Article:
Well, we have people all over this country running unprepared to perceived conflagrations, and it turns out all they can do when they get there is jump up and down and yell about how they feel. That has really been a big help.

One of the pleasures of real cooking is the way it makes you take your time, makes you build up a dish slowly, going patiently through the steps in a sensible order, intentionally melding disparate ingredients, working thoughtfully towards a composed, balanced, satisfying result. Cooking well requires preparation, patience, practice, knowledge, common sense, taste, discretion, generosity, effort. It speaks to our admirable desire to be productive and engaged and to our ability to find satisfaction in doing.

For me, farming simply grew out of cooking. I wanted fresh produce, and while I was at it I figured I might as well share the crops with others because that is what you do with food. Plus it seemed way better than having a job. In essence, growing your ingredients is just an extension of cooking from the finished dish back to the earth. And like cooking, farming’s satisfaction lies mostly in the doing, in the act of working towards making something.

And like cooking, farming takes time. There’s efficiency, but not haste or instant gratification. We don’t give in to passing whims, lash out at every frustration, vent and cry and stomp our feet each time the world reminds us we are not entirely in control. Which is perhaps why so many in the modern world view farmers as slow, possibly stupid creatures. No doubt, we often look that way out there in the field, plodding along in the rain and wind, quiet, absorbed, determined.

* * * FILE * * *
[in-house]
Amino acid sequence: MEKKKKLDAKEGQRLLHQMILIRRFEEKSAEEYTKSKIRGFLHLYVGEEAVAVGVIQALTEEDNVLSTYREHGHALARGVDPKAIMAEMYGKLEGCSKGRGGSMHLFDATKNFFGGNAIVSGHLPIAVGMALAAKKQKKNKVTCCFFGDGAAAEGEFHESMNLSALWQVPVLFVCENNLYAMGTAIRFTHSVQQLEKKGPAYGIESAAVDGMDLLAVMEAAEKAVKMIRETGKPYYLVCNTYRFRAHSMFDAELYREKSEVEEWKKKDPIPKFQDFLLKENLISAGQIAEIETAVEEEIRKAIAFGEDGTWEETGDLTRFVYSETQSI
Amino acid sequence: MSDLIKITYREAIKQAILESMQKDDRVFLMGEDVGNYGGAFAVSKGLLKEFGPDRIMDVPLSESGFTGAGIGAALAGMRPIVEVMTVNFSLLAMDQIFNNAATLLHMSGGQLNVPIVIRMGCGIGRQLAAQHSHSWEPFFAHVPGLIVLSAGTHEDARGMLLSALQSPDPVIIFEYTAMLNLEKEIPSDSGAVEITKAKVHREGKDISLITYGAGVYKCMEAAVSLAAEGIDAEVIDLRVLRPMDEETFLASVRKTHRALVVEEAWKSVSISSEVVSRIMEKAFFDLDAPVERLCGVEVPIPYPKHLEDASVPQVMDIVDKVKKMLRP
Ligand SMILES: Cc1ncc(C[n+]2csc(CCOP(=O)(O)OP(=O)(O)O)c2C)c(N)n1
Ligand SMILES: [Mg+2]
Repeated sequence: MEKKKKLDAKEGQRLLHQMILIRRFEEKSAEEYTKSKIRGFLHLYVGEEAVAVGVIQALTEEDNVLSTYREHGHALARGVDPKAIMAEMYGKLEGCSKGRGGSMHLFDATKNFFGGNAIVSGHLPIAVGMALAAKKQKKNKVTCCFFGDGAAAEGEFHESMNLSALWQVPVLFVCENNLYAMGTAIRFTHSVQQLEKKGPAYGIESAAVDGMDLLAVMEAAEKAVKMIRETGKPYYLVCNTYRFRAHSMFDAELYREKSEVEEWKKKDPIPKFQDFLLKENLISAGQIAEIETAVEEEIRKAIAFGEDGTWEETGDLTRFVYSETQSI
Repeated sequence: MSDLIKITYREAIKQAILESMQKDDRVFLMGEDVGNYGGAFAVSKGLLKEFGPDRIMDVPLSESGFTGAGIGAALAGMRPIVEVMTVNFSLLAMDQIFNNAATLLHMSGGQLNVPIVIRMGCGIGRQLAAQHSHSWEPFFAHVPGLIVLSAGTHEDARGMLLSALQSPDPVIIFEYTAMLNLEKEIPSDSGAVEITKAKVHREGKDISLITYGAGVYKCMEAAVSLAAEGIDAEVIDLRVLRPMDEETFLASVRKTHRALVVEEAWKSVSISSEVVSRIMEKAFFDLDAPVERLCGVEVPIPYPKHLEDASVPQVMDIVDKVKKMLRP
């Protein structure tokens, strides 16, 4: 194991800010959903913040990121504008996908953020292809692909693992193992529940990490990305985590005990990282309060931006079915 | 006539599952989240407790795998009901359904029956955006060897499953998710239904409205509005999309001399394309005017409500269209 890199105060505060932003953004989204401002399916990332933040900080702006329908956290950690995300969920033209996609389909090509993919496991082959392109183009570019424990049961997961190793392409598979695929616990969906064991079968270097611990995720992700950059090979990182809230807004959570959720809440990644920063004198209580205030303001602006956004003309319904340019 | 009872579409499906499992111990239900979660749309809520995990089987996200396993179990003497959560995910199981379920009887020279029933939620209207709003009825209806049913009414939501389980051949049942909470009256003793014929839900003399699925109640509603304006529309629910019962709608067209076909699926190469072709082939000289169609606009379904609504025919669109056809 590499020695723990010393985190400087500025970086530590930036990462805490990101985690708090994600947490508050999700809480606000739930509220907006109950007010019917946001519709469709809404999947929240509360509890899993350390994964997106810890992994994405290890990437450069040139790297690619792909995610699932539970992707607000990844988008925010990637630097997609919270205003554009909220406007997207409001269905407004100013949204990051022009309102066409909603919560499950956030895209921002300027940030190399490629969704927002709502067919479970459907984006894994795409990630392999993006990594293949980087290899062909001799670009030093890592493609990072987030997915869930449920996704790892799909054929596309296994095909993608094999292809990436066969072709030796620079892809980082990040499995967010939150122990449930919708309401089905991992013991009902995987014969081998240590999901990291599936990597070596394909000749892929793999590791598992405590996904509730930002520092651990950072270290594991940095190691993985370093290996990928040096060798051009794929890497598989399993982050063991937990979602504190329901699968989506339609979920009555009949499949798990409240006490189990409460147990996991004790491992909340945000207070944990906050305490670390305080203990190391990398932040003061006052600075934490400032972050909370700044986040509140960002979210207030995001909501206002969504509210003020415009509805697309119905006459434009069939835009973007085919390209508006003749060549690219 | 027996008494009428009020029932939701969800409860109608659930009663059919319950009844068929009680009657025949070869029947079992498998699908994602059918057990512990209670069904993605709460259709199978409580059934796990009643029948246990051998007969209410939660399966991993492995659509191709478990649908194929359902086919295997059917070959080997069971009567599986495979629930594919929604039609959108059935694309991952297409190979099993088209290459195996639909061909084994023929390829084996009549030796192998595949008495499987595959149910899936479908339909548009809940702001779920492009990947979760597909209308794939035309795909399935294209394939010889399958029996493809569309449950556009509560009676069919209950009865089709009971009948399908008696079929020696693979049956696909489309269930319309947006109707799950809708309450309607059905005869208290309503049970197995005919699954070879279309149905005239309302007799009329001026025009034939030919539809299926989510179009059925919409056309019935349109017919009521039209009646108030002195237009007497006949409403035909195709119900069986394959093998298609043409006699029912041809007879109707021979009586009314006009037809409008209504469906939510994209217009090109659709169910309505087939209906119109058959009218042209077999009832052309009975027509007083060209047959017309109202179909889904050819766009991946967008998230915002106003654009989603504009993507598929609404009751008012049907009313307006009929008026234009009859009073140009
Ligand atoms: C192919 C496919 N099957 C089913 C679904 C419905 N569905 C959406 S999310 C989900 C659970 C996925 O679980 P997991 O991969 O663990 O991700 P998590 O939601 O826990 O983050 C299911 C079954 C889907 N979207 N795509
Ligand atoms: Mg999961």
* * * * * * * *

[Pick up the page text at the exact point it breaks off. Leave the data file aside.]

But what the world seems to have forgotten in its haste is that it is in just such conditions that actual thought thrives. Sure, we have fatigue and back pain and wet sock. A passing angry cloud can unleash destruction. Deer and bugs make it there business to thwart us. Farming is not designed for comfort and ease. But it is designed for reflection. The pace, the simple physicality, the repetition, the quiet, they all provide ample time and space to think things over. Out in the field, with your hands engaged, your knees on the earth, birds calling to one another from the hedge rows, you can play around with ideas, find intriguing connections, discover the humor in things that merely irk others. You can go at a thought or emotion from every angle, prod it, shake it about a bit, discard it silently.

I expect the modern world would say” so what? Where does that get you? ” But maybe the modern world should stop for a moment and take a look at itself and wonder if just maybe it is missing out on something. Like a little quiet time and a proper home-cooked meal.



Vegetable notes: Kossak kohlrabi was bred as a large storage kohlrabi. So you can put yours away for a while if you want. But it also happens to have particularly good eating quality. It stays crunchy even at a large size, and I think it’s a bit sweeter too.

I really don’t understand what rutabagas want. We have had little success with them in recent years, but for some reason they liked this hot, dry growing season. That is not what you expect from a hardy northern storage root crop. Or maybe it is. When my English relatives visited in the summer they always wanted to go out and sit in the sun on the hottest days. They burned themselves quite pink, of course, but they could not resist. So I guess those northerners just crave warmth. As for what you want to do with a rutabaga, you can chop it up and roast it, or mash it with a little cream and sage and nutmeg, or grate it with other root vegetables and make a sort of latke.

Tatsoi and bok choi (the dark and light banded greens) are closely related. You could certain cook them together. Or you could act like a fancy chef, give them different treatments and plate them up as Asian greens two ways.